David Brooks writes today in the Times about how few Americans identify as "liberal" -- noting that twice as many Americans now identify as conservatives -- and concludes that over the last forty years, "liberalism has been astonishingly incapable at expanding its market share."
Brooks makes a common mistake here, which is to confuse the labels people attach to themselves with their actual ideology. "Liberal" has been a sullied word for a long time now -- to the point that even most liberals no longer call themselves liberal. What actually matters is what people believe, and there is a large body of polling data to suggest that the United States is far more evenly divided than Brooks suggests -- with strong support for many progressive policies. See, for instance, the State of American Political Ideology report released by the Center for American Progress in 2009, or Pew's big study last year on the country's political typology. Among other things, Americans vigorously support big social insurance programs like Social Security, believe inequality has grown too great, favor higher taxes on the rich, support a higher minimum wage, and so on.
Brooks should know to dig deeper into the public opinion data before writing off liberalism so casually.
That said, Brooks makes a good point in his column, which is that liberalism has a huge problem in that most American don't trust the principal delivery vehicle for liberal policies: government. Trust in the pubic sector is now at its lowest level ever recorded, as we have written here before, and it's hard to see how a liberal agenda that entails greatly expanding government can get very far in this climate.
Of course, though, there are many nuances in public opinion here, too. Americans may distrust government in the abstract, but actually favor many of the most ambitious and expensive government programs we have - - again, with Social Security and Medicare as prime examples. Americans also favor many more recent government interventions, such as stopping health insurance companies from denying insurance to people with pre-existing conditions and better regulation of Wall Street and banks.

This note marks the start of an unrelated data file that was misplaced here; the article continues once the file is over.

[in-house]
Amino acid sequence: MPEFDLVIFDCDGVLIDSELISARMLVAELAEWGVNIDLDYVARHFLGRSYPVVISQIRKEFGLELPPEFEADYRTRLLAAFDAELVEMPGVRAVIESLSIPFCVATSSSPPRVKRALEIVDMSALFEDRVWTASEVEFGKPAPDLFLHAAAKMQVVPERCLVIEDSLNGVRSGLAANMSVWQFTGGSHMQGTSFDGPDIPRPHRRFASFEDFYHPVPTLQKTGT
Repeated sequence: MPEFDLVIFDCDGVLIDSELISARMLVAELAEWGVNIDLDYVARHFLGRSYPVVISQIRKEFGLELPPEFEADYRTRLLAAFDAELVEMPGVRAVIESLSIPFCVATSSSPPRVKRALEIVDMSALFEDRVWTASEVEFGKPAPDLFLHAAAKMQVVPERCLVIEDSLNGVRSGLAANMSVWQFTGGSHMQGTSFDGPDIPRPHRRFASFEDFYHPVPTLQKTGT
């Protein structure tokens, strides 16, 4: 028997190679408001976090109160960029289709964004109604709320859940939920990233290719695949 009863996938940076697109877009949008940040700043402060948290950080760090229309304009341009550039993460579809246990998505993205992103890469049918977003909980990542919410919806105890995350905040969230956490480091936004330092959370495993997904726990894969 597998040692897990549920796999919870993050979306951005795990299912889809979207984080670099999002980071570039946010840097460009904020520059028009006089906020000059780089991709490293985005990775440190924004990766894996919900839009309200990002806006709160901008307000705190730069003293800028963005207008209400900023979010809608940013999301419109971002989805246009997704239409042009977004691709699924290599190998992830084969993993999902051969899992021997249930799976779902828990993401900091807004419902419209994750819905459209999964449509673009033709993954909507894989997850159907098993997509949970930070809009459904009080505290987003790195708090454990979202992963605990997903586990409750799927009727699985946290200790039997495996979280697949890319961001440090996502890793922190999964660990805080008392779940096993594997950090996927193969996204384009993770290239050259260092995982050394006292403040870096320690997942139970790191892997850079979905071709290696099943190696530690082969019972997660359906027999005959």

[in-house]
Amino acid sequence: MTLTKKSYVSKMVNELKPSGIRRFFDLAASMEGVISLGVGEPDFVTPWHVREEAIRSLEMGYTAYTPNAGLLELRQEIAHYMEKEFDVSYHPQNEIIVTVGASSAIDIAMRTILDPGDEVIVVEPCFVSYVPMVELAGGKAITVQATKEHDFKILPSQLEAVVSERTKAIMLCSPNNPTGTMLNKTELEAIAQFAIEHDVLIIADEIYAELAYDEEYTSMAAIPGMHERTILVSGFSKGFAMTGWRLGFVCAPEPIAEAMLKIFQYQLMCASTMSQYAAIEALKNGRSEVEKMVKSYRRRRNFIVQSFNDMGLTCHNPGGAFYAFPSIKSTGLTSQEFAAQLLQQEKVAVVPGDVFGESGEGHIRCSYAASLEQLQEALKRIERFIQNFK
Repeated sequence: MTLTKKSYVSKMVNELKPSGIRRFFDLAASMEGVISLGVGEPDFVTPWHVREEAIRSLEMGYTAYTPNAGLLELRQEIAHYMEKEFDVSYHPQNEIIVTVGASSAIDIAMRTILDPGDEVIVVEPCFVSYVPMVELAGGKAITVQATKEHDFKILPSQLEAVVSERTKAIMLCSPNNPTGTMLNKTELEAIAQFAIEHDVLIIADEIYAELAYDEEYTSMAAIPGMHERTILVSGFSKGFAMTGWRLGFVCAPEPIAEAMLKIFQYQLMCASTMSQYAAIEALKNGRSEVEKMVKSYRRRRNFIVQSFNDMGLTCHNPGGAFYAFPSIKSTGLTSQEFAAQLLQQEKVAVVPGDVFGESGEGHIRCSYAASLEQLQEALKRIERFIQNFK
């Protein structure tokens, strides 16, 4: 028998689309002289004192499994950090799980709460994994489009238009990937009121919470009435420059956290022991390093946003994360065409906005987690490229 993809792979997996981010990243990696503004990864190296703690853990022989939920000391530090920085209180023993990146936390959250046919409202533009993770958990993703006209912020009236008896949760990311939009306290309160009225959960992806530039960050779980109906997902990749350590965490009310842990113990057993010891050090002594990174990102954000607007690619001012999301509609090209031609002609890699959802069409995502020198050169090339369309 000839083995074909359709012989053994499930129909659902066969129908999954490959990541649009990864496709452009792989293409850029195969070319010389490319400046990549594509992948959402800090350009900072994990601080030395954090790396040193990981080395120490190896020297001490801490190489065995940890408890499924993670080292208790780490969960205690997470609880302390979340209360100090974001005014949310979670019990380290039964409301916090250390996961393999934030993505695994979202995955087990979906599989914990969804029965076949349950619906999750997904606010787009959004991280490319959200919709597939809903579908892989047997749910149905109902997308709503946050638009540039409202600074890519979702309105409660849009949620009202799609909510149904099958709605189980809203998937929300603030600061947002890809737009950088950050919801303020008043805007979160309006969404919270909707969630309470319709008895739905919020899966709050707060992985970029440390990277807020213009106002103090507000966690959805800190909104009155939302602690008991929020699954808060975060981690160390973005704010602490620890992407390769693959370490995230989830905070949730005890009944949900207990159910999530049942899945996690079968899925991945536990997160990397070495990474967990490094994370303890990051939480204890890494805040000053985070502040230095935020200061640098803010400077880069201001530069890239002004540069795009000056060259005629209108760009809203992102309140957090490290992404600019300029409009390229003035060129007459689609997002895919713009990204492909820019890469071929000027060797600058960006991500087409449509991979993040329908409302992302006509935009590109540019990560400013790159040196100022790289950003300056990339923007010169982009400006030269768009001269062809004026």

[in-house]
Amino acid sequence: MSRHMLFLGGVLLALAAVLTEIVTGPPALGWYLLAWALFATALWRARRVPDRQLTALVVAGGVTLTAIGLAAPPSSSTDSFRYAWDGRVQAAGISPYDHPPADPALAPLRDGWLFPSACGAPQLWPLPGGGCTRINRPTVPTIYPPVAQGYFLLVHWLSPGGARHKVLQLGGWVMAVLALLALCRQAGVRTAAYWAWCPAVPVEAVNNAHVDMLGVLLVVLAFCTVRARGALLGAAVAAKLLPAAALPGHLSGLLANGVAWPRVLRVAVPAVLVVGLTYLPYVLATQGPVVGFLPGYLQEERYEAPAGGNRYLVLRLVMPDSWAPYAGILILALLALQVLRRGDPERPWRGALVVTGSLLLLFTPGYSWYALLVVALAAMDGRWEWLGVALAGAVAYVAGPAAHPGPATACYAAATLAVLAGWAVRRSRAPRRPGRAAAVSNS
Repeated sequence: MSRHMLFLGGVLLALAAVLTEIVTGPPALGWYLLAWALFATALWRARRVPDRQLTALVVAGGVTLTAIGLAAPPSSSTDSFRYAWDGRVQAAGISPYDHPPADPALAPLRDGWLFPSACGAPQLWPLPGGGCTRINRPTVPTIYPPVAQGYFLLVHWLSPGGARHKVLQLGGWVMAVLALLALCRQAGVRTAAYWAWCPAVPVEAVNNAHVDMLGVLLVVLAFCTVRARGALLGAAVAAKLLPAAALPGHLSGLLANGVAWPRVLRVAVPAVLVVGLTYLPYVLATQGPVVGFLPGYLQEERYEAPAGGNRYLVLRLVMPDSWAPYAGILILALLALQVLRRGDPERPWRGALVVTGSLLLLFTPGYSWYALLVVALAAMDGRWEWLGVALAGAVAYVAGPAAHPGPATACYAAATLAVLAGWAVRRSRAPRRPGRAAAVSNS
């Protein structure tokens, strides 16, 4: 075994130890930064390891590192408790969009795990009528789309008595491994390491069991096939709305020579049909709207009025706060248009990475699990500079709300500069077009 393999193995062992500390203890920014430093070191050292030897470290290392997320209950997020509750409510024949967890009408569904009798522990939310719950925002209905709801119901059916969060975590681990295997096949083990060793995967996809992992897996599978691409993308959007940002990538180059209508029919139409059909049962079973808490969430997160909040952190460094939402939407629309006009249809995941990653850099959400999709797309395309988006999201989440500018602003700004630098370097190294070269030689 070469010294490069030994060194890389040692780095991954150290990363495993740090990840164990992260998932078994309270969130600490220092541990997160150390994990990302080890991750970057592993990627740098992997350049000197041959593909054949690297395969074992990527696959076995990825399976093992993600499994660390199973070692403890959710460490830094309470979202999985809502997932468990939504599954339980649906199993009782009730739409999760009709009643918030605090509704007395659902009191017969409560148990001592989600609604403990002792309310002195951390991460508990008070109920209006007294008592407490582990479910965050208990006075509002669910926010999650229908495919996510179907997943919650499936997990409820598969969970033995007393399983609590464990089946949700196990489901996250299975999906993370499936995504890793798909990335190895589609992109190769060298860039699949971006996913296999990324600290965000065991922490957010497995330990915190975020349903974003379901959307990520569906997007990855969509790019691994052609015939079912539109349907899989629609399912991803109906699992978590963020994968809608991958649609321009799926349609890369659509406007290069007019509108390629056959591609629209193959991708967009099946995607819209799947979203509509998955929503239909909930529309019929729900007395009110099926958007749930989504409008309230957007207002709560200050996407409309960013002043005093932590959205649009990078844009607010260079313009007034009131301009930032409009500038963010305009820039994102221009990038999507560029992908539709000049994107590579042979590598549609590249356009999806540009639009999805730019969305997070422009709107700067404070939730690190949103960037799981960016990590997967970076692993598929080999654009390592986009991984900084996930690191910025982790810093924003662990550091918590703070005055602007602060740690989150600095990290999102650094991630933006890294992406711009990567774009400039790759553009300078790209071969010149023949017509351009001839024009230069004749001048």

So here, too, David Brooks should have offered a more complete and nuanced analysis.
But where Brooks gets it right is with his point that liberals don't seem particularly interested in the all-important task of fixing government, which tends to become calcified over time by rent-seeking behavior as more and more interest groups capture and defend their slice of the pie. The political scientist Mancur Olson wrote brilliantly about this problem in his book, The Rise and Decline of Nations, and Jonathan Rauch has offered a more contemporary version on Olson's critique in his book Government's End. Quite apart from the interest group problem, government has a host of of serious dysfunctionalities related to bureaucracies, accountability, and personnel. Also, there are significant problems with corruption (See: Rod Blagojevich.)
You'd think that the progressive community would be intently focused on making sure that government was as dynamic and flexible a delivery vehicle as it could possibly be for big liberal ideas. Strangely, though, this hasn't been much of a priority. Unless it becomes one, my guess is that the left will keep facing an uphill battle.